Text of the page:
Since then she's been in a car accident and has been diagnosed with multiple sclerosis. Pouliot's worked hard to regain some semblance of her former self, and it shows: Despite her travails, she graduated eighth in her high school class.
Both these people—and 28 more‐have taken part in the Krempels Brain Injury Foundation's Oral History Project, and have two things in common: severe brain injury and a story to tell.
In a research project run by Michael Fraas, assistant professor of communication sciences and disorders, participants are asked a myriad of questions about their lives before the injury, the injury itself, their recovery and the challenges they face. Their stories are posted online at krempelsfoundation.org. UNH graduate students conduct the interviews at SteppingStones, a center for people with brain injuries founded by David Krempels '73.
"They are really compelling stories," Fraas says. But "from a research standpoint, we're trying to see if the stories have an impact on improving the general public's attitude toward brain injuries."
Research shows that there are many misconceptions about people with brain injuries, and those misunderstandings can limit the resources available to them, he says.
Fraas and graduate intern Meg Calvert '06G gave a questionnaire about people with brain injuries to speech-language pathologists and students. Afterwards the pathologists and students listened to the oral histories, and, Fraas says, their beliefs changed.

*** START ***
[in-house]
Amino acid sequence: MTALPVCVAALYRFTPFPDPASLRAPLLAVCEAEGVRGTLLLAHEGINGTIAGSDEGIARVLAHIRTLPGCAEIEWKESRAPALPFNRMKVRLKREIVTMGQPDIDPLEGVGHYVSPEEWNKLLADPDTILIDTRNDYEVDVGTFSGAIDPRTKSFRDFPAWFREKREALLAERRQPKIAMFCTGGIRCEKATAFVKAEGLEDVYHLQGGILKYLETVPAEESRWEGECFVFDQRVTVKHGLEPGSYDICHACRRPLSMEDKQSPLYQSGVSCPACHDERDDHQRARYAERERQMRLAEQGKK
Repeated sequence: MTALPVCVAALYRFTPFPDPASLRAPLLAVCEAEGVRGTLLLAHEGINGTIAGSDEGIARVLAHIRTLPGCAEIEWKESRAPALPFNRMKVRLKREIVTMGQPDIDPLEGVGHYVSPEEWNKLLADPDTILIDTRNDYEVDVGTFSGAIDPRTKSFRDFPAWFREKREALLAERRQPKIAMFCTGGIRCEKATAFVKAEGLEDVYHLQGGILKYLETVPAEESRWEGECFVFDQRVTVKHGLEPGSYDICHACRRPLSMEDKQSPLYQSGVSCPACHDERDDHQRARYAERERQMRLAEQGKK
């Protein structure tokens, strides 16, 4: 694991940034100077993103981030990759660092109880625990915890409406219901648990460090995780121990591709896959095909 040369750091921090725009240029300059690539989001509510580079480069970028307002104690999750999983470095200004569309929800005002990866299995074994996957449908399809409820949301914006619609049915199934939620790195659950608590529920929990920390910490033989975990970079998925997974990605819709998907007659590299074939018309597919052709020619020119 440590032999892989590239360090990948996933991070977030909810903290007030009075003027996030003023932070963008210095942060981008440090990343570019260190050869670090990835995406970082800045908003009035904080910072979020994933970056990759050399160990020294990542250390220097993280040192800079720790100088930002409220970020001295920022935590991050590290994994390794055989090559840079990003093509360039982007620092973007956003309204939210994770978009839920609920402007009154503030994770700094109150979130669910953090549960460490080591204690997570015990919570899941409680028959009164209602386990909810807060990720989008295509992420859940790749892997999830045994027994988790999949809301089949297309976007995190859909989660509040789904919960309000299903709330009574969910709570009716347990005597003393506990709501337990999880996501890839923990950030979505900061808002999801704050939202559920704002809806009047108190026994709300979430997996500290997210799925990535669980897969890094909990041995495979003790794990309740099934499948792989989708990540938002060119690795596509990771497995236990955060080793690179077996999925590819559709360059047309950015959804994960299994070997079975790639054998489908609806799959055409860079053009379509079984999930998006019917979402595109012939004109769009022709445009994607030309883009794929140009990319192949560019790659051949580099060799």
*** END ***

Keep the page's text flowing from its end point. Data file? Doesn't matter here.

"They became much more aware that there are socialization issues that people have, and that vocational needs are a big concern," Fraas says, adding that while most brain-injured people never make a complete recovery, "in most cases, they can get back to working."
Every year, approximately 1.4 million Americans sustain traumatic brain injury, Fraas says, and nearly five times that many are living with the long-term aftermath.
"It's nice to get a sense of who these people are," says Fraas, "what happened to them and how, in the face of all these tragic hardships and life-changing events, they still manage to have a positive, hopeful outlook on life and a desire to give back to the community."blog comments powered by Disqus